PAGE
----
“All My Life” by K-Ci & JoJo
There wasn’t a single middle or high school dance that wrapped without playing the duo’s 1997 most-requested slow jam. Sure, the party was over in hours, but this one we’ll remember “all our lives.”
“I’ll Make Love to You” by Boyz II Men
The Motown Philly quartet was back again in 1994 belting out another R&B megahit with their very straightforward, quite declarative love-making anthem that deejays kept on heavy rotation.
“Cover Me Up” by Jason Isbell
Jason Isbell and his Southeastern album produced brilliant hit after brilliant hit, but none more triumphant than this 2013 Americana love ballad, “Cover Me Up,” penned for his wife, fiddler Amanda Shires.
“Shallow” by Lady Gaga and Bradley Cooper
Lady Gaga and Bradley Cooper were lightning in a bottle in Cooper’s A Star Is Born. The two revealed their chemistry in a 2018 duet, “Shallow,” written by Lady Gaga.
“I Will Always Love You” by Dolly Parton
Though Whitney Houston may be the tonsils behind the more widely known recording, the original imprint, a 1974 slow country ballad, belongs to the timeless Miss Dolly Parton.
“My Heart Will Go On” by Céline Dion
It doesn’t take but a few notes of the pan flute to conjure memories of sitting in a dark theater for the third time watching James Cameron’s inescapable blockbuster., Titanic. Perhaps its greatest instrument? Céline Dion, who belts out the anthem of star-crossed lovers Jack and Rose. Also…there was room on that door.
“Greatest Love of All” by Whitney Houston
Whitney Houston had truly unbelieveable pipes, which are gloriously on display in this 1986 chart-topper. Though originally written and recorded by George Benson nine years earlier, Houston breathes magic into this ode to self-love.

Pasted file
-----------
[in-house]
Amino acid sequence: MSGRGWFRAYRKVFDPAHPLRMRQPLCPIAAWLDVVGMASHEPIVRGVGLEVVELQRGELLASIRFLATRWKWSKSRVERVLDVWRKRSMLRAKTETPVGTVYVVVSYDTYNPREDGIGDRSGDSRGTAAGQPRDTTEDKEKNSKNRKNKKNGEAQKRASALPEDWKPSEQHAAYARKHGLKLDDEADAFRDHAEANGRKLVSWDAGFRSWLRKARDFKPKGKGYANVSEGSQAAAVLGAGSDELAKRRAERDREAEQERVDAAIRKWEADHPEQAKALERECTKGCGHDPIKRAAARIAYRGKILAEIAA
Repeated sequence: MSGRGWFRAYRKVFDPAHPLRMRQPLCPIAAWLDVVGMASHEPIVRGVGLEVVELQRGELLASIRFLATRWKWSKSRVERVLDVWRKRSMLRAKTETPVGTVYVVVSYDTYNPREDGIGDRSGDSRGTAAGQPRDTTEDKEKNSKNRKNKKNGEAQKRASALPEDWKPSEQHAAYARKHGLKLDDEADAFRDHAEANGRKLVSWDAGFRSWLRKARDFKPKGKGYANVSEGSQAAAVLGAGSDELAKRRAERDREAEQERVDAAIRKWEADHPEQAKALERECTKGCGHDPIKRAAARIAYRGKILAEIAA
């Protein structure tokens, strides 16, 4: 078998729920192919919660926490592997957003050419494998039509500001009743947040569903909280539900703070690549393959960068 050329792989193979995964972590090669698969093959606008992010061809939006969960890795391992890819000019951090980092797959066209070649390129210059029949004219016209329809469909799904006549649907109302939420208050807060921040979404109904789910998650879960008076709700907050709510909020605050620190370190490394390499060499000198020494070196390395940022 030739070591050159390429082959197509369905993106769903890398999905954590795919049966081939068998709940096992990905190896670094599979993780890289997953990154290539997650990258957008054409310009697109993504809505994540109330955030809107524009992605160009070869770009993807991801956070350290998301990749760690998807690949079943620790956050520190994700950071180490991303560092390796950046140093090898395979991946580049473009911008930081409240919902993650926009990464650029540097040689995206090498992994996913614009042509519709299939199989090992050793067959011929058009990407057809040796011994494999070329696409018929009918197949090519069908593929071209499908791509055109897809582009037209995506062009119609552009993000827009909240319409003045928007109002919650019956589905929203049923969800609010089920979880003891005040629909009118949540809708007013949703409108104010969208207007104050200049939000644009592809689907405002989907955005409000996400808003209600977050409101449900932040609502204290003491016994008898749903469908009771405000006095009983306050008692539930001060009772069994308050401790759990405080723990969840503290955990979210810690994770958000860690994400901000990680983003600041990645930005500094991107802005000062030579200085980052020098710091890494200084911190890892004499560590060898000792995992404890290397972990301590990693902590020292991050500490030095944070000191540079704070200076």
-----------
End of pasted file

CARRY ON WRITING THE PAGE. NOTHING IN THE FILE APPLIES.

“Soul on Fire” by LaVern Baker
The bluesy piano, the growling hook, and the bawdy lyrics (pretty raw stuff for 1953) make you want to find your love, lay the record needle down, and blow out the candles.
“To Love Somebody” by Bee Gees
Recorded in 1967, this tune from the Brothers Gibb, backed by brass, cello, and harp, delivers an intensely loving vocal crescendo.
“Your Song” by Elton John
The Rocketman Elton John’s gift is his song, and this one is for you. Having been covered by aritsts in every decade since its 1970 release, and featured in films like Moulin Rouge, “Your Song” is an ageless lovers’ delight.
“When a Man Loves a Woman” by Percy Sledge
Move over, Michael Bolton. Soul legend Percy Sledge is the original owner of this musical love letter, recorded in 1966. The legend doesn’t hold back, making it one of the peak melodies of deep soul.
“Making Love Out of Nothing at All” by Air Supply
A slow-burner that hits its stride in the second verse, Air Supply’s 1983 greatest hit is not made out of nothing at all: It blends genius lyrics, layered composition, and a monster climax to epic proportions.
“A Natural Woman” by Aretha Franklin
Aretha Franklin brings her legendary vocal talents to a soul-stirring ballad of empowerment and gratitude. Just try not to feel shook listening to her power through “A Natural Woman.”
“I’d Rather Go Blind” by Etta James
Though her most famous song, “At Last,” is first-wedding-dance playbait, it’s Etta James’ 1967 “I’d Rather Go Blind” that best captures the selfless and blinded desperatation of the truly lovestruck.
“These Arms of Mine” by Otis Redding
There are songs that strike a tuning fork in your soul, and perhaps no artist does this more often than Otis Redding. His 1962 soulful plea of intimacy is one of the likeliest contributors to the baby boom (wink wink).
“Bring It On Home to Me” by Sam Cooke
You could melt actual butter with Sam Cooke’s smooth vocals, and in this 1962 showstopper, Sam melted hearts everywhere he played. And who doesn’t love his signature call-and-response: Yeah? Yeah!
“God Only Knows” by The Beach Boys
This gift from Pet Sounds, the Beach Boys’ seminal 1966 album, is what Paul McCartney has called “the greatest song ever written.” It’s also the perfect tune to punctuate Love, Actually.